'Breakfast At Work' Is A Growing Trend And An Occasion Calling For More Innovation Says MMR This National Breakfast Week




Consumer research partner reveals the latest data on the first meal of the day, urging food brands to offer convenience, portability and easily stored products for the workplace

* Nearly one in seven breakfasts are now eaten outside of home
* 69% of 'out of home' breakfasts are eaten at work, 15% when on the go
* Five times more women purchase breakfast biscuits than men

This week is National Breakfast Week and new research has made it clear that Brits' busy lifestyles are having a major impact on the way they eat breakfast. Food and drink research partner, MMR Research Worldwide (MMR) has revealed that one in seven now eats breakfast outside the home.

Specifically, MMR's research, which targeted nearly 500 consumers via a Smartphone app, also found the vast majority of breakfasts enjoyed outside of the home are eaten in the workplace (69 percent).



Adam Curtis, associate director at MMR, explains the implications for manufacturers: "The 'Breakfast at work' occasion is becoming hard to ignore, as more workers choose to eat the first meal of their day at their work station. This has created an increased demand for breakfast options to be convenient, easily storable and portable. For many manufacturers, breakfast biscuits have provided the answer to these needs.

"We've already seen Weetabix following the likes of Kellogg's (with Nutri-Grain) and Kraft (with Belvita) with the launch of Weetabix On The Go Breakfast biscuits, and Kellogg's is continuing to proliferate its range of snacking options with targeted products such as Special K Cracker Crisps and Biscuit Moments. With one in ten consumers already regularly purchasing breakfast biscuit options, this relatively new category is already quickly catching up more established cereal bar options.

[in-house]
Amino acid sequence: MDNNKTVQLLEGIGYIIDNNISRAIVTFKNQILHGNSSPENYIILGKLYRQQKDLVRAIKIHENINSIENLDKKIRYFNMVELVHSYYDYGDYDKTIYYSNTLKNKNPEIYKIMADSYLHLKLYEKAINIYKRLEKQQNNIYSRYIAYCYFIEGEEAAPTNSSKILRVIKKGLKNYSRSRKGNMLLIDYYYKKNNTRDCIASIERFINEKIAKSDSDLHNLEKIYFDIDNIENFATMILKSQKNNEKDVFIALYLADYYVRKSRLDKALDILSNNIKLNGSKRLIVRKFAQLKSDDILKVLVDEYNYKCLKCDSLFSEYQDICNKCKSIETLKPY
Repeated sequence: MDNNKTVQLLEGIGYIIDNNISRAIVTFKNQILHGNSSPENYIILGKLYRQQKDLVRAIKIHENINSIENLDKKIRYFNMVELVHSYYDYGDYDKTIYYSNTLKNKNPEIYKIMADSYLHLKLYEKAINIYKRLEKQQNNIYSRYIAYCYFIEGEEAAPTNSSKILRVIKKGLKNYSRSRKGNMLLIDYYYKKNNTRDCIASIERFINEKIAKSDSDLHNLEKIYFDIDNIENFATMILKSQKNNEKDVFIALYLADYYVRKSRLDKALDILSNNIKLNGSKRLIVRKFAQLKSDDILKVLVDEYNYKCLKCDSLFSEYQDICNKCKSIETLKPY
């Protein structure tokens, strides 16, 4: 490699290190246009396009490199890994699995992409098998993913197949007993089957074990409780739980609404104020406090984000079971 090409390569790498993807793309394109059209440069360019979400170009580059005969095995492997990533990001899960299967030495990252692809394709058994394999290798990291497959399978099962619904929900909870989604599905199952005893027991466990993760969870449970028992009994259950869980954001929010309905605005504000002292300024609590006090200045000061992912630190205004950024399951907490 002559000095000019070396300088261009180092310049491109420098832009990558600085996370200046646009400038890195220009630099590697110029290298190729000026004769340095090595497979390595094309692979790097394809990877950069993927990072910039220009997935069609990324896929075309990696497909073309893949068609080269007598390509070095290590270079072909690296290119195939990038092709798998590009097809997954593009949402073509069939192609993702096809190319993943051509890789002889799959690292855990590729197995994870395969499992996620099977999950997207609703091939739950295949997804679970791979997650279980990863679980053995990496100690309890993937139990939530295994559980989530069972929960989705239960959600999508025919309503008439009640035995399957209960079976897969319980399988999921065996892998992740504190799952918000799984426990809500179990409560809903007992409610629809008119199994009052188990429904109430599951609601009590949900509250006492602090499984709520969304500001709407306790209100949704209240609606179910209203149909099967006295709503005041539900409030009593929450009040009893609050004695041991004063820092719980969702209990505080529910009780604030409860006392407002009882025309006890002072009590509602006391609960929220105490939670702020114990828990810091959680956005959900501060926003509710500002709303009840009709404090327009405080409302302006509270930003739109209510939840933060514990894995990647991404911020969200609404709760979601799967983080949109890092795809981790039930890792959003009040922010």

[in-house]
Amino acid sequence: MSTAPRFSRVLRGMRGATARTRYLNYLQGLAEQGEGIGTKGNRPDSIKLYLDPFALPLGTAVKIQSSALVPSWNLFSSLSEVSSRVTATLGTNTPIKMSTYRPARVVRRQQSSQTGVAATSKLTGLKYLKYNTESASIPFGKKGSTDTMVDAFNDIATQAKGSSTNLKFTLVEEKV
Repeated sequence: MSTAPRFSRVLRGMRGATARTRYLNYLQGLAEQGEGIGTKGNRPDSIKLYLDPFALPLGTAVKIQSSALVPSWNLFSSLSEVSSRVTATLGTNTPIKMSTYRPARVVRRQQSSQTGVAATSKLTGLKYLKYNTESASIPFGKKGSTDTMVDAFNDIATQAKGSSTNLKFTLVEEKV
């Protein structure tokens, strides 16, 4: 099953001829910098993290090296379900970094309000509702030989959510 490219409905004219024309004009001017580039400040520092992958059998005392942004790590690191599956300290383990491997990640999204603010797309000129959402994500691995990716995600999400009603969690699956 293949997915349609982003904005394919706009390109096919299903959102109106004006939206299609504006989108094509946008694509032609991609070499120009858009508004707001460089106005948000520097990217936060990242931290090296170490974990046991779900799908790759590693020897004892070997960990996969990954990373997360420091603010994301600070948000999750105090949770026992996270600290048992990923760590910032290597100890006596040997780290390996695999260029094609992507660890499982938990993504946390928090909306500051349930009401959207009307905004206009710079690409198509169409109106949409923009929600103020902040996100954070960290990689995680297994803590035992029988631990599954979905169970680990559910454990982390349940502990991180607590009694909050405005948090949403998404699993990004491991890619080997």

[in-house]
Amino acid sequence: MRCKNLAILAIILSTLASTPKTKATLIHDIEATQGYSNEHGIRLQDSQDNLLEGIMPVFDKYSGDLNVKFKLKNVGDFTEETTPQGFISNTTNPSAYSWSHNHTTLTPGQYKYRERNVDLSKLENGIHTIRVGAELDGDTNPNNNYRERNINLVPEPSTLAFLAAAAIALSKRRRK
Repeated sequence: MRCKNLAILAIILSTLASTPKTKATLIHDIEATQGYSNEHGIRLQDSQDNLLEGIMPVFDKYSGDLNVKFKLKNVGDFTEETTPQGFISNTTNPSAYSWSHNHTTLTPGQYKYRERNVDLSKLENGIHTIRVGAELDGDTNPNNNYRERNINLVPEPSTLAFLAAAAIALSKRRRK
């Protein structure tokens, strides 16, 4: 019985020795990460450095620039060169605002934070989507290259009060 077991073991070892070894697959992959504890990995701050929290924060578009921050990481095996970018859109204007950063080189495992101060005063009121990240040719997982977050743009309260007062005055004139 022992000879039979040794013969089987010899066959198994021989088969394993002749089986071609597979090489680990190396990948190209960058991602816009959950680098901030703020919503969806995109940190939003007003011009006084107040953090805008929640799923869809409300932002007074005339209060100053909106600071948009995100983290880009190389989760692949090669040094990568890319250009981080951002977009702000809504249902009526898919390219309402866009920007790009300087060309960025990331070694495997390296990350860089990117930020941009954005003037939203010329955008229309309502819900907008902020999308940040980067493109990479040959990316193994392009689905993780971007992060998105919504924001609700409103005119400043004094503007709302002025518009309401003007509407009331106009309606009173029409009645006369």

"We see the breakfast at work occasion representing a real focus for manufacturers this year, but there is still vast scope to develop this market," continues Curtis. We see potential for products to cater for both the breakfast and mid-morning snack windows; a biscuit or bar option which could be nibbled away at until lunchtime, for example.

"Alternatively, manufacturers could look to develop male consumers' take up of breakfast products. Women currently consume five times more breakfast biscuit products than men. With biscuit campaigns focusing heavily on weight loss, for example, this is hardly surprising. A breakfast biscuit or cereal bar option which appealed to male occasions and interests could really cut through the market."

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